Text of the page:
Follow Your Dream was released on this day, sixty years ago. Elvis was well-known for dallying with his co-stars. In fact, stories from 1950s and 1960s seem to suggest it was fairly common across the whole of Hollywood. However, this time, The King was involved with both his leading ladies. While Anne Helm later spoke fondly of their romance, Moore’s ended in a sobbing showdown and an emergency trip to the hospital.
Helm was only 19 at the time but seemed to be perfect for Elvis. She later said: “We did have a romance; it was quite wonderful. Elvis was away from the madding crowd. It was like a shipboard romance. In those days we were very promiscuous and of course I knew he was having a lot of affairs, but we really adored one another.
“I mean, I really loved him. I just sensed that his life was very compartmentalised. It was a more innocent time.”
Unlike Moore, it also seemed that Helm understood the reality of the situation and never expected more: “We were very young… Everyone knew about Priscilla, although he didn’t talk a lot about Priscilla to me, but it was rumoured they were going to be married.”
Moore was somewhat older at 27 and had already been married twice. But Elvis soon tried to distance himself from here when their affair spiralled.
The book Last Train to Memphis: The Rise of Elvis Presley by Peter Guralnick, quotes Memphis Mafia member Joe Esposito who described how Moore slept with The King very early into the film shoot and declared her love soon after.
Elvis tried to distance himself and actively became involved with Helm. One night, Espositio reported that Moore turned up looking dishevelled “as if she’d just climbed out of bed,” slurring and demanding to see Elvis.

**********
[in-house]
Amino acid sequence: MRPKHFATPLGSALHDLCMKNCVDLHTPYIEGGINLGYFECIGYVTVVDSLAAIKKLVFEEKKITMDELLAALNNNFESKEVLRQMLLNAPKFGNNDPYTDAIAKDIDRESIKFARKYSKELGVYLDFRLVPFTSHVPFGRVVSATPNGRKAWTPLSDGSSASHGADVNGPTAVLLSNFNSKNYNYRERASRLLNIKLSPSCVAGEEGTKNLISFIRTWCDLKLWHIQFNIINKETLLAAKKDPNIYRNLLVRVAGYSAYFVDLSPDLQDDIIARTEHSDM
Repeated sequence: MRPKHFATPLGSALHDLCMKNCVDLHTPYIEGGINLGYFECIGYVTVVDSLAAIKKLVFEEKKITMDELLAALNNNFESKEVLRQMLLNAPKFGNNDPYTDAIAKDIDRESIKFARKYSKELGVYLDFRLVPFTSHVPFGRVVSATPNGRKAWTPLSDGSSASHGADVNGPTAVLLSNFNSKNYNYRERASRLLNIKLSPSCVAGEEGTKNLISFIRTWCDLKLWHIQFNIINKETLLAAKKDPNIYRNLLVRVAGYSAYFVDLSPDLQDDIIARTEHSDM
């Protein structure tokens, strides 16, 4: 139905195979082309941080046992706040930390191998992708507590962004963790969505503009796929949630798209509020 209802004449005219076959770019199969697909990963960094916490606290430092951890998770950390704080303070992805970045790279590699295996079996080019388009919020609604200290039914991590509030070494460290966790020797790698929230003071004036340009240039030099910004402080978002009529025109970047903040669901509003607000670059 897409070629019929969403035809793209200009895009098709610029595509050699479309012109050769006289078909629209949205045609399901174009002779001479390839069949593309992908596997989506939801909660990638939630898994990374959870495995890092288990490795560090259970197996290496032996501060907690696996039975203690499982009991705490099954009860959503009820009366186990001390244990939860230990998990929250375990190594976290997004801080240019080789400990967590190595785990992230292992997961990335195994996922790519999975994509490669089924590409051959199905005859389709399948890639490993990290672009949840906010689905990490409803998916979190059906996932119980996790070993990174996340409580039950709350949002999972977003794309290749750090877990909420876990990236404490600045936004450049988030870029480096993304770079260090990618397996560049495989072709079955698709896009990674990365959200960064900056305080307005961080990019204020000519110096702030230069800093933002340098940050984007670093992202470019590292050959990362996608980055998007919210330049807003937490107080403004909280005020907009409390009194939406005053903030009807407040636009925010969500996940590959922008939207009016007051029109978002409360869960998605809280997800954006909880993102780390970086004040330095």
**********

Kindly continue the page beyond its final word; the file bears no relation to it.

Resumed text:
When Joe wouldn’t let her, she began to cry and then passed out. After she revived, she said: “Elvis got me pregnant and I took a bunch of sleeping pills. I have to talk to him!”
Instead, Joe took her to the hospital where doctors pumped her stomach – and also found no evidence of a pregnancy.
When Joe told Elvis what had happened the next day, he apparently replied: “Make sure you call and find out how she’s doing today. I knew that girl had problems. That’s why I stopped seeing her.”
Sadly, Moore’s 1963 marriage to Ryan O’Neill would end with him describing similar problems. Although they had two children together, Griffin and Oscar-winner Tatum, Ryan spoke later about his wife’s problems.
In his book, Both of Us, Ryan O’Neill said: “I tried to convince myself I loved Joanna. Griffin and Tatum’s mother, actress Joanna Moore, has battled addiction and depression all her life and it damaged the children……. My daughter inherited her mother’s predilection for addiction but not her wisdom or compassion.
“Joanna had been cheating death since I’d known her. When we were first married, I came home one night to find her passed out in a bathtub with an open bottle of barbiturates and a tumbler of wine on the side of the tub. It took me more than an hour to wake her.
“Joanna was the worst decision I ever made, but I bear her no ill will. I was a kid when we got hitched because she got pregnant and back then no one understood much about addiction.”
After their divorce in 1967, O’Neill described how he tried to get custody of the children more than once when, “my ex-wife was washing down half a bottle of barbiturates a day with vodka.”
The courts were traditionally reluctant to take children away from the mother, though. Instead, O’Neill recounted: “To Joanna’s credit, when she realized she was hopelessly addicted, she showed up on my doorstep in Malibu and handed me our kids, then checked into a hospital. Tatum was seven years old and Griffin was six.”
Moore’s addiction also destroyed her career and she was supported by her daughter by the late 1970s. Tatum’s own book, A Paper Life, described a childhood scarred by missed meals, syringes around the house, and even her mother taking a 15year-old boyfriend.
A heavy smoker, Moore, died from lung cancer on November 22, 1997.